Norfolk Coastal Walks
Hunstanton to Thornham

We had a simple plan as we set out on the first of our Norfolk coastal walks which would take us - eventually and in instalments - from Hunstanton to Cromer. One, reach Hunstanton and park in the Clifftop Carpark. Two, walk down the hill into Hunstanton, enjoy a fish and chip lunch. And three, catch the Coast Bus to the small village of Thornham, and walk back to our car.

Easy, except that the hourly bus came past us as we were eating our lunch. Not wanting to hang around for an hour, we quickly changed our plan and decided to set off from Hunstanton and catch the bus back. And this 5-mile Hunstanton to Thornham walk was the start of our journey along the Norfolk Coast Path!

Since our first holiday in Blakeney many years ago, we’ve spent lots of time on Norfolk coastal walks, exploring the marshes and tiny paths and lanes. We've been regular day trippers to Hunstanton, too, but what we’d never done before is walk place-to-place and hop a bus to return to our starting point. Our target is to walk between Hunstanton and Cromer in shorter stages so that families and less “athletic walkers” know they can complete what we believe is a stunning coastal walk.

The Old Lighthouse Near the Hunstanton to Thornham Walk Start PointThe Old Lighthouse Near the Hunstanton to Thornham Walk Start Point ©

Norfolk Coastal Walks - Hunstanton to Thornham Walk Map

Although the Norfolk Coast Path is signposted, we do recommend using some form of map. I use to plan and map our walks and can use it on my phone to track our progress. You can also use the speaking function to help guide you along the route. As a backup, we also use a GPS device that requires a gpx file for the route. Use the “Discover more info about this tour” link to get access to the gpx file.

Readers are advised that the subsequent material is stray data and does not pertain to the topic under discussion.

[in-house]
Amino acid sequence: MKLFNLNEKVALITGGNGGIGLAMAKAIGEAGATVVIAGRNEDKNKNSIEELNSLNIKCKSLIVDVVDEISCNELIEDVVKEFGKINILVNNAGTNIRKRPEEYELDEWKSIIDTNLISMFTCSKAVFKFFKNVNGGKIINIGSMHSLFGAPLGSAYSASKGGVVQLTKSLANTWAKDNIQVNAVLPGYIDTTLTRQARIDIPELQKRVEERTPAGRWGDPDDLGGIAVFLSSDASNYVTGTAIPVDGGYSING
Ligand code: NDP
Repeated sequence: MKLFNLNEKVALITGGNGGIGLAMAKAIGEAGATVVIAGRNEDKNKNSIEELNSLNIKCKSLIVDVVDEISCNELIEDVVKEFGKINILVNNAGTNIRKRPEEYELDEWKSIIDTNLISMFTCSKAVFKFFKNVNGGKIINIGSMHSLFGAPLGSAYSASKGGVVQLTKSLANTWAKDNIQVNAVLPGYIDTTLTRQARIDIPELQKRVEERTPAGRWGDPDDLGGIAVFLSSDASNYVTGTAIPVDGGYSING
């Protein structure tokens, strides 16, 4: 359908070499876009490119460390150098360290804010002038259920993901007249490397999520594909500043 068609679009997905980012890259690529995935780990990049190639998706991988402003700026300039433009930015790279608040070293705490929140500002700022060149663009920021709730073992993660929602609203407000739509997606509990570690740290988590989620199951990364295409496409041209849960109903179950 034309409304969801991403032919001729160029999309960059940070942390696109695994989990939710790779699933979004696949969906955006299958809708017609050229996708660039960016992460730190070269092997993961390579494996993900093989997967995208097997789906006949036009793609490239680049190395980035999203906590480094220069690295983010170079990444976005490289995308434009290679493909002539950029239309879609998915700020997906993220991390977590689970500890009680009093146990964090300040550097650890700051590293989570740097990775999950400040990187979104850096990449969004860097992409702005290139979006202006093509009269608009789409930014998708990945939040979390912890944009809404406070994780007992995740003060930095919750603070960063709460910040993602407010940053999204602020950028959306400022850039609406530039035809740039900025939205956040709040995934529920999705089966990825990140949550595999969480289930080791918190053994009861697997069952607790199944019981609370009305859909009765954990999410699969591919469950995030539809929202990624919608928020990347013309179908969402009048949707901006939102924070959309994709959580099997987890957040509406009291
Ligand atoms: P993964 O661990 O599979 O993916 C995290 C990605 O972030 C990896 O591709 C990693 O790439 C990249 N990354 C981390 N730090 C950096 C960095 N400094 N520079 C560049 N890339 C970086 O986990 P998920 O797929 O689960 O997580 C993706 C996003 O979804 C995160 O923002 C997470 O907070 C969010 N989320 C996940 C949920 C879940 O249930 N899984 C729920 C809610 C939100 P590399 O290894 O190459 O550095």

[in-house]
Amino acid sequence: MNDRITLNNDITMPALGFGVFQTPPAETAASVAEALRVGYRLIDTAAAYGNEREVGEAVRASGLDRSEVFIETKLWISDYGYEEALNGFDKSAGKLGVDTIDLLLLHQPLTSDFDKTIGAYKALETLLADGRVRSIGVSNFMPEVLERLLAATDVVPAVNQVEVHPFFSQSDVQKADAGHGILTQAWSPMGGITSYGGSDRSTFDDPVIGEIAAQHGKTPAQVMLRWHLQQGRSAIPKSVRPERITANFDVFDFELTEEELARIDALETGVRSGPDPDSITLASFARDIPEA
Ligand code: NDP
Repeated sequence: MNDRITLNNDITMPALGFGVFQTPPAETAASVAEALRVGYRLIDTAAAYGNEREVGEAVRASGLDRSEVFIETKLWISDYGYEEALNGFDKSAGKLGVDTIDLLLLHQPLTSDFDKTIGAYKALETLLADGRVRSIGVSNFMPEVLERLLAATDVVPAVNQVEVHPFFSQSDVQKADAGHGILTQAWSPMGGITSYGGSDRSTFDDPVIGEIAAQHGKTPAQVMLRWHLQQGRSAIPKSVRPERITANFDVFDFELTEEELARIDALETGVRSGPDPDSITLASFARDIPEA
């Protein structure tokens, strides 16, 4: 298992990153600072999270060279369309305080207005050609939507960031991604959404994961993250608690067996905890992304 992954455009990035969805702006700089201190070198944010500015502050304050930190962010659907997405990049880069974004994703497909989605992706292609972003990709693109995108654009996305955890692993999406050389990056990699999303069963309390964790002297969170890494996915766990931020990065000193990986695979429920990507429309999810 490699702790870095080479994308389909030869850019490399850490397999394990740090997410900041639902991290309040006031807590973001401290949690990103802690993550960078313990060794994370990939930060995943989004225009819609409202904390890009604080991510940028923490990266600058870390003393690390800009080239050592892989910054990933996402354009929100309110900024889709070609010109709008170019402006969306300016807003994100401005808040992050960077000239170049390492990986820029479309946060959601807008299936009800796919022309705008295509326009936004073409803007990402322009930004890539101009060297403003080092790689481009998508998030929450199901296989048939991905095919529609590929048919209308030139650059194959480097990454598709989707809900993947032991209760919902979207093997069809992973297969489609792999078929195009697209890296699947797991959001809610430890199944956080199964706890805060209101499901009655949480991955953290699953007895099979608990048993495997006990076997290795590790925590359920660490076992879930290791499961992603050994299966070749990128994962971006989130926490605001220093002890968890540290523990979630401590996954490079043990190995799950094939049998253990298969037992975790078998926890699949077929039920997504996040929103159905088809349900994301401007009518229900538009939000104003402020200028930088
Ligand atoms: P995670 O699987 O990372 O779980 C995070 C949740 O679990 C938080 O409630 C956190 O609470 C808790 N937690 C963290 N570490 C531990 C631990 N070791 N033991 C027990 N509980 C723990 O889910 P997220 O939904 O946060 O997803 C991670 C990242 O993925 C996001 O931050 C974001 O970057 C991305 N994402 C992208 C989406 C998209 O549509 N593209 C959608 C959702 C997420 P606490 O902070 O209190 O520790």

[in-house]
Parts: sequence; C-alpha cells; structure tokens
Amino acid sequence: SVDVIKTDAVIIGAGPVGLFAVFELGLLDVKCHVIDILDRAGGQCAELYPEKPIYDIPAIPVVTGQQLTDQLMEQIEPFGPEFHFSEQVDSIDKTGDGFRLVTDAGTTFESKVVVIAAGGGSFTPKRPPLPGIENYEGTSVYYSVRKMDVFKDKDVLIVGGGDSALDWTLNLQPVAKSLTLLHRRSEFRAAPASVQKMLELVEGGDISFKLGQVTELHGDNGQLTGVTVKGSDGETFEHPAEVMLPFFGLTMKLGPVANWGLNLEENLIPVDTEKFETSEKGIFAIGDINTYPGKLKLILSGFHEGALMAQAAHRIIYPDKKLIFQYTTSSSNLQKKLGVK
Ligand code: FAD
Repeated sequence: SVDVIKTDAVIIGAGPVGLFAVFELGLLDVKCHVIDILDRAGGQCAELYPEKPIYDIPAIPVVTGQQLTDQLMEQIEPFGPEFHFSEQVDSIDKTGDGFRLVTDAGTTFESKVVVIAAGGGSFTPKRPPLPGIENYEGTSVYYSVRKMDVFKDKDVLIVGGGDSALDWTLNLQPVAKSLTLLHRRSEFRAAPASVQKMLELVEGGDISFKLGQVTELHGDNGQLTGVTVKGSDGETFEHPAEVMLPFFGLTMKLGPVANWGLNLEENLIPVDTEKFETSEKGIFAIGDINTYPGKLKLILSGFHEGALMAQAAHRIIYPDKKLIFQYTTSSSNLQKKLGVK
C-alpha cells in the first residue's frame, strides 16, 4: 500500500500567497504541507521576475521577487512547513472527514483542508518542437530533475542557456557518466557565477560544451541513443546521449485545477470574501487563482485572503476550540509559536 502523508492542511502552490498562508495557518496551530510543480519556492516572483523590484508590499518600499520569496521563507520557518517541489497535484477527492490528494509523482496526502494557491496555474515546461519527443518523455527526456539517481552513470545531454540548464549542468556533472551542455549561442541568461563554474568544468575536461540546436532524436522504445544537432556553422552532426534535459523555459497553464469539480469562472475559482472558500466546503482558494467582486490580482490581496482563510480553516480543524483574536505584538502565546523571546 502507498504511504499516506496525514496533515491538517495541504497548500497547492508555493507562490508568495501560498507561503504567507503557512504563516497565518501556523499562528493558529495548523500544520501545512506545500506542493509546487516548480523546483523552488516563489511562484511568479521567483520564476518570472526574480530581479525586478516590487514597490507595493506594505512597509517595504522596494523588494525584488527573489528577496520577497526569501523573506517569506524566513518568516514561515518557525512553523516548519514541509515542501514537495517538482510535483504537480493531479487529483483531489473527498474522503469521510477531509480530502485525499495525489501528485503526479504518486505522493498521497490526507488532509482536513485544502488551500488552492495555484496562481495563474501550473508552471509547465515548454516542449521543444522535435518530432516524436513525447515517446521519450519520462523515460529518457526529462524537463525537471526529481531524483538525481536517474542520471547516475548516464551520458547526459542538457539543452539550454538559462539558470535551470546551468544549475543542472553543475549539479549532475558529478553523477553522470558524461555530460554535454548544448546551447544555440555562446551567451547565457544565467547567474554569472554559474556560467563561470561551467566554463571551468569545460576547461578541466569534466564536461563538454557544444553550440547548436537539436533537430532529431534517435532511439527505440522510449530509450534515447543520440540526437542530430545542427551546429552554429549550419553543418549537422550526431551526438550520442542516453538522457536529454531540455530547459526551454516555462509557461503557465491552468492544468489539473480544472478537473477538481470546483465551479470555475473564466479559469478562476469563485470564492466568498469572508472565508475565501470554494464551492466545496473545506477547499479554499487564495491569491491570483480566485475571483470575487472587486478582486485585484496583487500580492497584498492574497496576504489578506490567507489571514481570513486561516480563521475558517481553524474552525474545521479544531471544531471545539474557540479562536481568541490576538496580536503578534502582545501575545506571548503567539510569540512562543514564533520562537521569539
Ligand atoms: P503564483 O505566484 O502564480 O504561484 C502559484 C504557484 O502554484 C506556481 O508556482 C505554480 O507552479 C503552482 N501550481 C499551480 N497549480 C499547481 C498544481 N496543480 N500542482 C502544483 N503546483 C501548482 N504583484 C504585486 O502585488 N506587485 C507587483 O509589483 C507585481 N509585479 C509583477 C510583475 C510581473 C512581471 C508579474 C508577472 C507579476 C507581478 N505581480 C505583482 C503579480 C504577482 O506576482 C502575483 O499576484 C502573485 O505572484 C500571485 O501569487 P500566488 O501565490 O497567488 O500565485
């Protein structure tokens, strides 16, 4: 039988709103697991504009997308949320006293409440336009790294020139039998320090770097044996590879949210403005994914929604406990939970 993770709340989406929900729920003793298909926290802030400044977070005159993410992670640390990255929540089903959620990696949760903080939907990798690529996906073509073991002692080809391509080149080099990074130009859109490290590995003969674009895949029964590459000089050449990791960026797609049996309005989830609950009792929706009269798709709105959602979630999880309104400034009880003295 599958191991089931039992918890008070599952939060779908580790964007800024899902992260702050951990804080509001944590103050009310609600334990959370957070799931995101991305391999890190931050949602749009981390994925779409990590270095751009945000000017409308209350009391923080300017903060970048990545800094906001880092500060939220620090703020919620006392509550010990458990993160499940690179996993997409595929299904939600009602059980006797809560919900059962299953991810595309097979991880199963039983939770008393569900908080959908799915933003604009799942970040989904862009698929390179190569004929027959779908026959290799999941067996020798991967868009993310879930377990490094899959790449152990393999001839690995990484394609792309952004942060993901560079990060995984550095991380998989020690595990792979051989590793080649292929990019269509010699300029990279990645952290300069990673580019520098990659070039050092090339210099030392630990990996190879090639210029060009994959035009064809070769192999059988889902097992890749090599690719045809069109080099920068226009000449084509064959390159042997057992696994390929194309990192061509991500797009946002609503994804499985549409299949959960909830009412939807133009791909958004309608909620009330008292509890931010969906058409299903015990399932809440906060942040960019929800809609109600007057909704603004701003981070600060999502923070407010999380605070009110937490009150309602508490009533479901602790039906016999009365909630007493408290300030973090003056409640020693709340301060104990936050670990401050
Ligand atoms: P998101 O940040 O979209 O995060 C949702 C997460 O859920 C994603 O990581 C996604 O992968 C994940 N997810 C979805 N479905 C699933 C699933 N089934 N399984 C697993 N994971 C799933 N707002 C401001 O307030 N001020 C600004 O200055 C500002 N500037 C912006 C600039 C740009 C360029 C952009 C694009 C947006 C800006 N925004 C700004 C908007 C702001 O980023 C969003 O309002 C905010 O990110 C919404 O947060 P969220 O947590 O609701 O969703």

As we’ve covered Hunstanton and some of the interesting walking trails around Hunstanton we’ll crack on and set off from the Clifftop Carpark towards that beautiful beach in the distance.

View to Old Hunstanton Beach from the Clifftop CarparkView to Old Hunstanton Beach from the Clifftop Carpark ©

If you're starting your Norfolk coastal walks Huntstanton's Clifftop carpark, you might miss the distinctively coloured Hunstanton Cliffs - because you're standing right on top of them! If the tide is low and you want to view the stripy cliffs descend to the beach and turn left.

Otherwise, stick to the signposted North Coast Path, which does not quite join the beach, and walk along a sandy path between beach huts scattered in the sand dunes to Old Hunstanton Lifeboat Station, where you'll find a beach café in the original Lifeboat Station from the 1900’s.